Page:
My history teacher loved to drum dates into us
One of the by-products of staging two live shows on national TV stations every week is the avalanche of mail from fans. Praise, criticism and questions arrive from all sides, in every way imaginable — letters, emails, text messages, voicemail, all of it demanding and deserving attention.
The important thing was that I passed my history tests, because I learned the dates. When my children started school, dates were out of fashion. They learned stories instead – the intrigues, the plots, the heroics, the scandals. And I realised I’d missed out on so much. Cinema and TV have woken up too, with ancient spectacles like Troy, passionate love stories like Girl With A Pearl Earring, and sumptuous costume dramas filling our screens. The one thing we don’t need to know about history is dates. Which is a good thing, because it seems all those dates could be wrong. All the textbooks insist the Roman Empire flourished 2,000 years ago, for instance. But what if those figures were inventions? What if we’ve been miscounting for centuries, and Julius Caesar in fact lived 800 years later than we always thought? What if Jesus had been born only 1,000 years ago, instead of 2,000?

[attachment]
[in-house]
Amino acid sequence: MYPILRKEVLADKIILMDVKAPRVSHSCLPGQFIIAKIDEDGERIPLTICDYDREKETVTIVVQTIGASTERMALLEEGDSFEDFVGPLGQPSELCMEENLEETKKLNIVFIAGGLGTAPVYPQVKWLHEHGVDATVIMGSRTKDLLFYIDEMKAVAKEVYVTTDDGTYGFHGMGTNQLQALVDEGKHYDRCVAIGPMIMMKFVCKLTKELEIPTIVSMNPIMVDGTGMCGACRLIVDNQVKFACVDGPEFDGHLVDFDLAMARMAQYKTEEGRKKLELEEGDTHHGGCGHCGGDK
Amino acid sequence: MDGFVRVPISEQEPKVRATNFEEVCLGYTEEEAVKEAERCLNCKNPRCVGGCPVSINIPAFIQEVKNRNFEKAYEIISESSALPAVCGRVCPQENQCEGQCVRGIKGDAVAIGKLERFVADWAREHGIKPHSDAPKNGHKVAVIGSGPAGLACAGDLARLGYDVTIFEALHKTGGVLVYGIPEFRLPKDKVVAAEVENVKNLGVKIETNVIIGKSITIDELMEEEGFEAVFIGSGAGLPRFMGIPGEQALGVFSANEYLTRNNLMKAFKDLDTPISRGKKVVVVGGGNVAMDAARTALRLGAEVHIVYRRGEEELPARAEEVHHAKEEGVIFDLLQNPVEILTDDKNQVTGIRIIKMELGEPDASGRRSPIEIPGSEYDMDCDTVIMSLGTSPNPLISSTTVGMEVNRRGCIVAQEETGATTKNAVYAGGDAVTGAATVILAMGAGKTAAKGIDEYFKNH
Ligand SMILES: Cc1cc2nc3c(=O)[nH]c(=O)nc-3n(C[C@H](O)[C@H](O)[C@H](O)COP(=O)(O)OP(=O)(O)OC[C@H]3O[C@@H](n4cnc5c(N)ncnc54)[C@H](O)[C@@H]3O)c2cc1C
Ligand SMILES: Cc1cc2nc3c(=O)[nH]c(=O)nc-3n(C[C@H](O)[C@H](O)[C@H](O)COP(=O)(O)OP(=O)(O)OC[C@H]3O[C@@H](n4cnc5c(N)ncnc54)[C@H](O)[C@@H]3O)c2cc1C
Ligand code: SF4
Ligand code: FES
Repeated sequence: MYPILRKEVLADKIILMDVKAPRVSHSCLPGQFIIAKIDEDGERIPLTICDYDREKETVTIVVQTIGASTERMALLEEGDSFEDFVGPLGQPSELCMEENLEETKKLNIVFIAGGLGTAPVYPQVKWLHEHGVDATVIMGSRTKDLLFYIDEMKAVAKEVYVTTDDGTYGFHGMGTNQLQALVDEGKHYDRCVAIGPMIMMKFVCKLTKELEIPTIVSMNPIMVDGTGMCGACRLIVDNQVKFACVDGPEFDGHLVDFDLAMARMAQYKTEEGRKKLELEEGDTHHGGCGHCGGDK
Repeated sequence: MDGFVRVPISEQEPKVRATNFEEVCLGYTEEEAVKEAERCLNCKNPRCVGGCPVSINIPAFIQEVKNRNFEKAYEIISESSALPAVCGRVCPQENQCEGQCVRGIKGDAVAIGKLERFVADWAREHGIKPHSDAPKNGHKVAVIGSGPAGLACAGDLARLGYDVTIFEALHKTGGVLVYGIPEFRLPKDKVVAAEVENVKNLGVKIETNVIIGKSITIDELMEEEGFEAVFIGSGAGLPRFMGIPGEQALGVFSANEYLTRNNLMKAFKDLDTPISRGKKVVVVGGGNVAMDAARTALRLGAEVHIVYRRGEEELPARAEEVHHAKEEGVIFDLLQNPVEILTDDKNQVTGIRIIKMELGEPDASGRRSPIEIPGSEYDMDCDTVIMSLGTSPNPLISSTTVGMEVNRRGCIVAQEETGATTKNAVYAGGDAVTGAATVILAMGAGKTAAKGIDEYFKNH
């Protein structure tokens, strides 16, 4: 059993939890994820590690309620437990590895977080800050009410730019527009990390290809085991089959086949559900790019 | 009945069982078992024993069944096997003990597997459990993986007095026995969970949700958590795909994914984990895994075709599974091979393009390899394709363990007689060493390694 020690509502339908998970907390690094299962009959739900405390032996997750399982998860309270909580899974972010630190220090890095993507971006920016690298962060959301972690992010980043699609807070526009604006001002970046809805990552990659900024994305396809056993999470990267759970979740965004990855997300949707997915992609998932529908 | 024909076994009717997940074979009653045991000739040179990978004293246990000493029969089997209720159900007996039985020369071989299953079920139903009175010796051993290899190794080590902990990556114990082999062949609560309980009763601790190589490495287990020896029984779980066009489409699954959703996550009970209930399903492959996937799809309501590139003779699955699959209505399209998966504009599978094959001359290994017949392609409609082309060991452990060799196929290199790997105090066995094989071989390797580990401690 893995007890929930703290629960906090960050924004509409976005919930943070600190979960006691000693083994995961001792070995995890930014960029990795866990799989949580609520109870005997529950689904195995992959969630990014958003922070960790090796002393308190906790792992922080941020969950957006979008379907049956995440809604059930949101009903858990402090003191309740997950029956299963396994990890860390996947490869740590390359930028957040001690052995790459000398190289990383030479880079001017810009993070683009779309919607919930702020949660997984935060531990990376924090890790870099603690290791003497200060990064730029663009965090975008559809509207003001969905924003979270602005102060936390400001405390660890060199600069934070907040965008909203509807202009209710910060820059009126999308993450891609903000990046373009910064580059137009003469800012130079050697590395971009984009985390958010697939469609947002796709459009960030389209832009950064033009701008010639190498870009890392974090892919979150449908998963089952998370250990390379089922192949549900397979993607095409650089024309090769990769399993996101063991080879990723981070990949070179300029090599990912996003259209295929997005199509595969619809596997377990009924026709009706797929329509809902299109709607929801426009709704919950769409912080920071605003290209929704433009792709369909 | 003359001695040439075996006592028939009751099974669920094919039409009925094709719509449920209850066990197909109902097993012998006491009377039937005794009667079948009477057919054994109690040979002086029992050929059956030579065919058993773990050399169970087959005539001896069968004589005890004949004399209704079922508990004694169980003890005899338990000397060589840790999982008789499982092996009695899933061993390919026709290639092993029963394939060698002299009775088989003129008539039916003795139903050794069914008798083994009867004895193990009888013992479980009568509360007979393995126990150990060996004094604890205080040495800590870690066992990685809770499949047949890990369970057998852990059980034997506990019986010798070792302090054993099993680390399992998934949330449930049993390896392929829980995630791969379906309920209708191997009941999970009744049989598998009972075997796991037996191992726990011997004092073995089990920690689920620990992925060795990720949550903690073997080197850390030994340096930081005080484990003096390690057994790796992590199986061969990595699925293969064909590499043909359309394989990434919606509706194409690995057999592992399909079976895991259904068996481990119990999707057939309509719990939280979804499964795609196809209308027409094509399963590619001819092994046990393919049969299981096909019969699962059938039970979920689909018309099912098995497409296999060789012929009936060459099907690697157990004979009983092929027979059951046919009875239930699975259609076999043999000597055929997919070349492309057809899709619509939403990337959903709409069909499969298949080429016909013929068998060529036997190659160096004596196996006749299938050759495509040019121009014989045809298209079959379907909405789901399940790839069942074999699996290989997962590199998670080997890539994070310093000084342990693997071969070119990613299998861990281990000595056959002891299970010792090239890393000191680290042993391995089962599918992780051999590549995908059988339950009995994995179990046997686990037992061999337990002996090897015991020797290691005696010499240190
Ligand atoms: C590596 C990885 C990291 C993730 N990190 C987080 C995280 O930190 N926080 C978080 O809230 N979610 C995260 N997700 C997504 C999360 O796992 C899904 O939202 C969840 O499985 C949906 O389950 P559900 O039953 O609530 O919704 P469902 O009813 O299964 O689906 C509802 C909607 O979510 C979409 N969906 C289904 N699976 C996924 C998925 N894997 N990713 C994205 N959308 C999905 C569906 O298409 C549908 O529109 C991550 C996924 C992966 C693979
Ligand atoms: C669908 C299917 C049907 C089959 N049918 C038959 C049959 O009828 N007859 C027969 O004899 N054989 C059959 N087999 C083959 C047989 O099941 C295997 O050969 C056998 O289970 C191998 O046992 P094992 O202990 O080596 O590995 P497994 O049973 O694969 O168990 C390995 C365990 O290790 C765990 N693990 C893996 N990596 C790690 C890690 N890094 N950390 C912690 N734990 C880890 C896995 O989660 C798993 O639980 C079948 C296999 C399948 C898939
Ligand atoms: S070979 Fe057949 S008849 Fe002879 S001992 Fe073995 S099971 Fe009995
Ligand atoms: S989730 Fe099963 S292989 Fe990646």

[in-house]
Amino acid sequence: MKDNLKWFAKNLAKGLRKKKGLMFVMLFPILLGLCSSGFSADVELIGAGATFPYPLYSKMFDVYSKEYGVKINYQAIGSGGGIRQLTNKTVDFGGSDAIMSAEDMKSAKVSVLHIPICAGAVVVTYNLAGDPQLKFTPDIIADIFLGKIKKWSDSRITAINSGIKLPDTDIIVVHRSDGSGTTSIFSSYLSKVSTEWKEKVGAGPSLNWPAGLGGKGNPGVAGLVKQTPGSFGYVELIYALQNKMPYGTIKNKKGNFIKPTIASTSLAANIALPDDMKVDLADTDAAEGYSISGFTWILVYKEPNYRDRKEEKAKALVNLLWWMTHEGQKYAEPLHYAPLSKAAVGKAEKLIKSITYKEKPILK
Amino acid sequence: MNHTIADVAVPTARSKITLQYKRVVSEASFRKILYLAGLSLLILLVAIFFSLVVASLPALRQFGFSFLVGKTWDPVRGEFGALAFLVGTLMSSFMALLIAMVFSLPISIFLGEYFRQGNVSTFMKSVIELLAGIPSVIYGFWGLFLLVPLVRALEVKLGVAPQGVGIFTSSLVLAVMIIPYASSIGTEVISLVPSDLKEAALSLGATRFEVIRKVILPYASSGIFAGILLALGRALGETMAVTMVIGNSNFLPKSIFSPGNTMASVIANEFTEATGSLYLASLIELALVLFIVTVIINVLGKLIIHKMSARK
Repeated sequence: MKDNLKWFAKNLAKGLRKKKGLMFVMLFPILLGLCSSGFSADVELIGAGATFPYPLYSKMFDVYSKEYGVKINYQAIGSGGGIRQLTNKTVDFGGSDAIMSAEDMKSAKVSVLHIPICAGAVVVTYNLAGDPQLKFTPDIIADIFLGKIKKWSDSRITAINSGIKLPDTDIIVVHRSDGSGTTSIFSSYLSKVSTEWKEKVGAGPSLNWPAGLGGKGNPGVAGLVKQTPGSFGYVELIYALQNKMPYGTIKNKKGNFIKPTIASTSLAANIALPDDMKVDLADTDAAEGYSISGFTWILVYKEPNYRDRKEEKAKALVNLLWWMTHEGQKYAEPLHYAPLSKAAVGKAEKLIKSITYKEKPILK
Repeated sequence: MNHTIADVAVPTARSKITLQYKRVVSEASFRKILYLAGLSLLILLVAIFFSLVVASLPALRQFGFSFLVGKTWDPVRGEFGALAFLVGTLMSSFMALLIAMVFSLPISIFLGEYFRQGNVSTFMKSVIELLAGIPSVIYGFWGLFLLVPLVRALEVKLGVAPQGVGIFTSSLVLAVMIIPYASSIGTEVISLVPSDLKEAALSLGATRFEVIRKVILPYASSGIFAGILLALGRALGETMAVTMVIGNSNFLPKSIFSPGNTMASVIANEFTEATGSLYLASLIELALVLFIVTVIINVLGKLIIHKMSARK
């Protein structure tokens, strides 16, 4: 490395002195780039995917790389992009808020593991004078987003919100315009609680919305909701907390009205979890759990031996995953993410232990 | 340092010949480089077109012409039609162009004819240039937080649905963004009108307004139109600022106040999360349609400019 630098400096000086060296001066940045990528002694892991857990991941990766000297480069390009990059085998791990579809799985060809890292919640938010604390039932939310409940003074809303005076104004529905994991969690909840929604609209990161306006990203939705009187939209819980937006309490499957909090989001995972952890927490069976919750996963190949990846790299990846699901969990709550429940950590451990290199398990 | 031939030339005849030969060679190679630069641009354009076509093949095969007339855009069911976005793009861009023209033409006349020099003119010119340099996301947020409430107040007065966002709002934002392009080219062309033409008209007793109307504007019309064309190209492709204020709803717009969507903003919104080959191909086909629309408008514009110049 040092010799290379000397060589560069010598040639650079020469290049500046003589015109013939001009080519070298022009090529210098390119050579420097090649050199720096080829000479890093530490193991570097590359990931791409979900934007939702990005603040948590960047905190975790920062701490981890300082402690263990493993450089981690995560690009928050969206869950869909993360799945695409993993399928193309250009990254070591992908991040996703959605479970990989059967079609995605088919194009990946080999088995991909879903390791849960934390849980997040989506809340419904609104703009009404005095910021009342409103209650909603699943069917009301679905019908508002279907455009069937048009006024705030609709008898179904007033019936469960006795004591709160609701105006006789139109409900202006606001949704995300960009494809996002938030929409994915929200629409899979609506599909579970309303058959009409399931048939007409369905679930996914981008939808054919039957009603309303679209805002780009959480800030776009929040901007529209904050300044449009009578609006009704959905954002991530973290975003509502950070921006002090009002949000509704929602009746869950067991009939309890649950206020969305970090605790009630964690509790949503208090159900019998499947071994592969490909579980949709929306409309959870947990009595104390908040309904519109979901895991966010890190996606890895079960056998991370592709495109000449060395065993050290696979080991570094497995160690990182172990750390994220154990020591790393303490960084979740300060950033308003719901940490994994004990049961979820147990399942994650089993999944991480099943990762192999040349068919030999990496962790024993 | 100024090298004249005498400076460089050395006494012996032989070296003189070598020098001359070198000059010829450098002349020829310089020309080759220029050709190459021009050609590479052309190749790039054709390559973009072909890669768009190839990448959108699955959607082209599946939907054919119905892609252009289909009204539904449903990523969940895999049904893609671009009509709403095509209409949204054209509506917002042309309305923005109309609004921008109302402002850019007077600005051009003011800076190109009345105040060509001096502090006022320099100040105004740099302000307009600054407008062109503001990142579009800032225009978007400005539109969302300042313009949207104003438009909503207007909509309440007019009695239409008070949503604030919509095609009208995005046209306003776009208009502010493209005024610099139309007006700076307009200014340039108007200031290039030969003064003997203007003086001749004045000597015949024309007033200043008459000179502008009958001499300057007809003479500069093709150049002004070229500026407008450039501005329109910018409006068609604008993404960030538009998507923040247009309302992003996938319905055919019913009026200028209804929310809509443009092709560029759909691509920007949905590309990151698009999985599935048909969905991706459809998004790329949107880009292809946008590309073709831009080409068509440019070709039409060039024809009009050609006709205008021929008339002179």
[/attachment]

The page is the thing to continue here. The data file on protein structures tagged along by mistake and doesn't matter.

Anyone who proposed such a radical theory would have to produce unstoppable evidence, on every aspect of history from language and religious customs to clothes and architecture. And even then, most historians would dismiss the claims instantly. The theory was launched by Sir Isaac Newton in his paper, The Chronology Of Ancient Kingdoms Amended, but even he was ignored. Now a brilliant Moscow professor, Anatoly Fomenko, is fighting the tide with a new method of scientific date-setting, based on calculations of the changes in the night sky and some fiendishly complex mathematics. He believes the stars cannot lie, and almost all human history has been crammed into the past ten centuries. One of his most high-profile disciples is Garry Kasparov, the most brilliant champion chess has ever seen, and a formidable mathematician himself. Garry has published several essays, backing Fomenko’s findings and urging historians to open their minds. “It’s an exciting opportunity to create completely new areas of scientific research,” he says.
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